- Watching the television is required for the plot to advance.
- Jumping into cutscene triggers sometimes places Tintin a bit more forward, saving a few frames here and there. This is first done with the receptionist and the television here.
Stage 4 - Kathmandu
- The guys who walk around and wield logs have such a wide hitbox that they can't be jumped over without taking damage. (You're supposed to get by them by crouching while they walk past, but this is very slow). Because of this, I take a lot of damage in this stage.
- After the kid runs off, there are two routes to the right; one going downstairs, and one going directly to the right. I take the latter option; this requires me to wait a bit for some of the falling objects, but the bottom route has one of those log guys, and I can't afford taking any more damage in this stage.
Stage 5 - Dog Chase
- A traditional autoscroller. There's only so much that can be done with moving next to death boundaries and goofy physics.
Stage 6 - Highlands
- For the first time since stage 1, we're getting actual platforms back in the platforming again. And for the first time in the whole game, it's not just running to the right for justice.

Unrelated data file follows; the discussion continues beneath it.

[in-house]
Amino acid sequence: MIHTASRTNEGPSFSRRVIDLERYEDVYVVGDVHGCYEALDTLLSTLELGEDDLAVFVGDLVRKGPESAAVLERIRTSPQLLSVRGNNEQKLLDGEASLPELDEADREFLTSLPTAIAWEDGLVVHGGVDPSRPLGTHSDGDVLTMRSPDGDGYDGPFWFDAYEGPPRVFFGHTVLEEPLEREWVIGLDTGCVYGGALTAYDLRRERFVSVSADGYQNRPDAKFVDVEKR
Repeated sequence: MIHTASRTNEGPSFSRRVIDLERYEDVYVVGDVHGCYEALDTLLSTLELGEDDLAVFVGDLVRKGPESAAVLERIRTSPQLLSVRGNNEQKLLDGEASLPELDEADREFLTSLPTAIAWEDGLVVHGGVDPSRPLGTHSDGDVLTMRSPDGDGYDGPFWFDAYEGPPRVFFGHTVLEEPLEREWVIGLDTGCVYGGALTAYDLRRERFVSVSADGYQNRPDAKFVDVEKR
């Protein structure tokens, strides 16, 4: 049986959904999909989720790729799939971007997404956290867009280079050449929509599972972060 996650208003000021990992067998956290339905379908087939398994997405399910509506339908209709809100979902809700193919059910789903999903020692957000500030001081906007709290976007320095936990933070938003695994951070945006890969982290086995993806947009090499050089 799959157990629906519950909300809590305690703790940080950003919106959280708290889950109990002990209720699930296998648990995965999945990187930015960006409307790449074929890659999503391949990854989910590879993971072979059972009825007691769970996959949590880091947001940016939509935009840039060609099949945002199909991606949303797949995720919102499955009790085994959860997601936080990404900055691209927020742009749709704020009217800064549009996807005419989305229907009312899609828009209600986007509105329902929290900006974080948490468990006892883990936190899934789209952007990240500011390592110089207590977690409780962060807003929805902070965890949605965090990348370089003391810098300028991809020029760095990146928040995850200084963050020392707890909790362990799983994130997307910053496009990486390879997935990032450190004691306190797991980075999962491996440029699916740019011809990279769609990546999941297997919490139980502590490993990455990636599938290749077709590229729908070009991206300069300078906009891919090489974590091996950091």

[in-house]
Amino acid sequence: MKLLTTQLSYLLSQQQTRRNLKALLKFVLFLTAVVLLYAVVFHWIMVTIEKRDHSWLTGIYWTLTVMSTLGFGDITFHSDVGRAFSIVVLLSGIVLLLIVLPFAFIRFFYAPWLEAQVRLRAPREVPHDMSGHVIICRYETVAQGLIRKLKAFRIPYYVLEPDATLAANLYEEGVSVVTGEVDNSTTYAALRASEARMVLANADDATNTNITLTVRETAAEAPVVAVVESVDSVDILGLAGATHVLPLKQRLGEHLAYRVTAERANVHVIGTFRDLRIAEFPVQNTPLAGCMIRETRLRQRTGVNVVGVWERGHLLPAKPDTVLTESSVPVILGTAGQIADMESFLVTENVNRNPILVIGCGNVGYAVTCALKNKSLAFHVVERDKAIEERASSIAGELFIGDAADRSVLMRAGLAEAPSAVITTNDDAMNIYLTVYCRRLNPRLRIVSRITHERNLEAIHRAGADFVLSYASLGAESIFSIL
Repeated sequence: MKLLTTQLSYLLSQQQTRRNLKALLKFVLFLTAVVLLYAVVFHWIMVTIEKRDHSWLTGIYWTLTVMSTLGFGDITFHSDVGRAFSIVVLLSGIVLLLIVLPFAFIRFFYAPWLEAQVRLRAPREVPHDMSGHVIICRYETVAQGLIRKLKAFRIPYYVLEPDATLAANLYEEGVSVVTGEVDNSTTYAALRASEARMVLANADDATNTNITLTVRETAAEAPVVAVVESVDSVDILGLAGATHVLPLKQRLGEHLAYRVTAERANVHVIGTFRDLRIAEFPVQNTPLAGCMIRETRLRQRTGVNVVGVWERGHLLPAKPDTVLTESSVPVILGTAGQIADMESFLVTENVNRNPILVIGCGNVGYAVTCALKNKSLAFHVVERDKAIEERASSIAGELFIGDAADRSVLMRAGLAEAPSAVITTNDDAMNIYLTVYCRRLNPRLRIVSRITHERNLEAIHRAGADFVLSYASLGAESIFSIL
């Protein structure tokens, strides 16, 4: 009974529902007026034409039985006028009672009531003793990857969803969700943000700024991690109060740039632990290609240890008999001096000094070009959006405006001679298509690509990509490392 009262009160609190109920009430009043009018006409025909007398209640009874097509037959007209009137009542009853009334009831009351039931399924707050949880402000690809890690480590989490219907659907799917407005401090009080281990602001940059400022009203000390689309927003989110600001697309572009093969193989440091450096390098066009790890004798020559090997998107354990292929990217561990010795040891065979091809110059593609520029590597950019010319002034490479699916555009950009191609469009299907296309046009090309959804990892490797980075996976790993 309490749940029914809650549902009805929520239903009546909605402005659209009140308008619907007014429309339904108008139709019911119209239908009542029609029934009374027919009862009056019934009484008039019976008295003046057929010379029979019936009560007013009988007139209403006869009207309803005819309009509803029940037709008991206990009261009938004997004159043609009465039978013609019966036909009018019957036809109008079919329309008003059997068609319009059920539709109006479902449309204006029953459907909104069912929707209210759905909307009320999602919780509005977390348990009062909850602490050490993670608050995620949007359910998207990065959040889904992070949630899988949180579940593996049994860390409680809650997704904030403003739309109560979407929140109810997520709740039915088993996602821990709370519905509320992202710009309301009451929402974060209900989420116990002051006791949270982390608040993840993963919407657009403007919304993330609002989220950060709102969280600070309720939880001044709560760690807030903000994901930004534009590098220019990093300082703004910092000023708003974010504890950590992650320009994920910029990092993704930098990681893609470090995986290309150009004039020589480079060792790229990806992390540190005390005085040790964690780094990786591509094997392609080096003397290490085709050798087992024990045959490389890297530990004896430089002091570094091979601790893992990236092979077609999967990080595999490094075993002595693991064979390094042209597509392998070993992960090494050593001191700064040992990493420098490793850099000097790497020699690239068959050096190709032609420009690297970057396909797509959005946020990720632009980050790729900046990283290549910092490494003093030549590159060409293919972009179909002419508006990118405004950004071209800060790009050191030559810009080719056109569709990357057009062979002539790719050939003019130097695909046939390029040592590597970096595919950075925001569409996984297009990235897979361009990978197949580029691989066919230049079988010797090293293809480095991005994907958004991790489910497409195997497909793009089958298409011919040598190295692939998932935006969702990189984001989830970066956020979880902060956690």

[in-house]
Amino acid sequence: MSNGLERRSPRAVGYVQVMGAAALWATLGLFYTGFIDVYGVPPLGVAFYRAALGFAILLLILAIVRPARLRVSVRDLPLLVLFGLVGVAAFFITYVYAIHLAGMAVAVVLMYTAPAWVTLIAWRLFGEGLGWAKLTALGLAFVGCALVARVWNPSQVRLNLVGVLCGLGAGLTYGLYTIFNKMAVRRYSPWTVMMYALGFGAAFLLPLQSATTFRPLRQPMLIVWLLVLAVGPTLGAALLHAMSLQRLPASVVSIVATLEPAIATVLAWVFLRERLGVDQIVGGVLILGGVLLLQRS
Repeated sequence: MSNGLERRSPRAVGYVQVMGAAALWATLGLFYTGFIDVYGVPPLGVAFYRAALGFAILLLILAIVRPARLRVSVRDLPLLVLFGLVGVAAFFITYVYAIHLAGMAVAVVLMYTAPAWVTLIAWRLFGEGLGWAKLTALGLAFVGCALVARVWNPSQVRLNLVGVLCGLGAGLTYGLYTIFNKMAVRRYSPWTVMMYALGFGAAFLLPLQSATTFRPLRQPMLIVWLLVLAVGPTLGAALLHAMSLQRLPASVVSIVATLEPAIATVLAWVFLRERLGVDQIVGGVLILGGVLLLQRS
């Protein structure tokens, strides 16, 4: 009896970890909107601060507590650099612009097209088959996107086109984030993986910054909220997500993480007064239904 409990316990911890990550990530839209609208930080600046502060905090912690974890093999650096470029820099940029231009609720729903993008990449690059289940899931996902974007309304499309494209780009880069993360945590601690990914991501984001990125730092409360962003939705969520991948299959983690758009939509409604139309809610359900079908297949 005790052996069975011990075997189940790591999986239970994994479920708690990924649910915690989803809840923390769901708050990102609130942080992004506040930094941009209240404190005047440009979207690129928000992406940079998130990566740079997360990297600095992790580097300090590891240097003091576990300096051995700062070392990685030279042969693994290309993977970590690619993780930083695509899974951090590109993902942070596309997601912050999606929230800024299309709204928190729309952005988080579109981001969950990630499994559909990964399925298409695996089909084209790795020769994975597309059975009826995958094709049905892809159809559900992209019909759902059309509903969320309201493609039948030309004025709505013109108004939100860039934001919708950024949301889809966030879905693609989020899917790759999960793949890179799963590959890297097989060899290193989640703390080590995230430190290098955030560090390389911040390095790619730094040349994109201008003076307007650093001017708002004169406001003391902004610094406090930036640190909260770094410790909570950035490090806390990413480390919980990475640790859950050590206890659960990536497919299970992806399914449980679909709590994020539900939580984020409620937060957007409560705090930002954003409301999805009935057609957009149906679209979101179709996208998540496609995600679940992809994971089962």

- The yaks that stand still obstruct the way, and can only be moved by picking up fresh grass on a few particular areas, and dropping it near the yak. However, I skip having to do all this by abusing a 1-pixel gap behind the first yak, and
taking damage from the second yakthe second yak is skipped entirely.
- The biggest improvement over the initial version is in this stage. By taking damage from a falling rock, it's possible to get over one of the very steep cliffs and skip about half of the stage this way.
Stage 7 - River
- Another swimming stage, like Stage 2. However, there's a noticable difference this time; this area contains many climbable rock platforms, and when climbing those, the autoscrolling stops, and Tintin can jump ahead (until falling in the water again). In most cases, doing this saves a bit of time.
- On a few occasions, I skip climbing a rock platform; this is either because it'd lose time because there's another (better) rock platform coming soon, or it's because jumping off the rock platform would lead me into a whirlpool and kill me.
Stage 8 - Slope
- Another autoscroller! It at least has the element of speed, but...not much else. Just repeated jumping over rocks and boulders.
Stage 9 - Mountain Ascent
- Another platforming stage, and fairly similar to Stage 6. This stage has slipperly floors, but it's not very noticable.
Stage 10 - Crash Site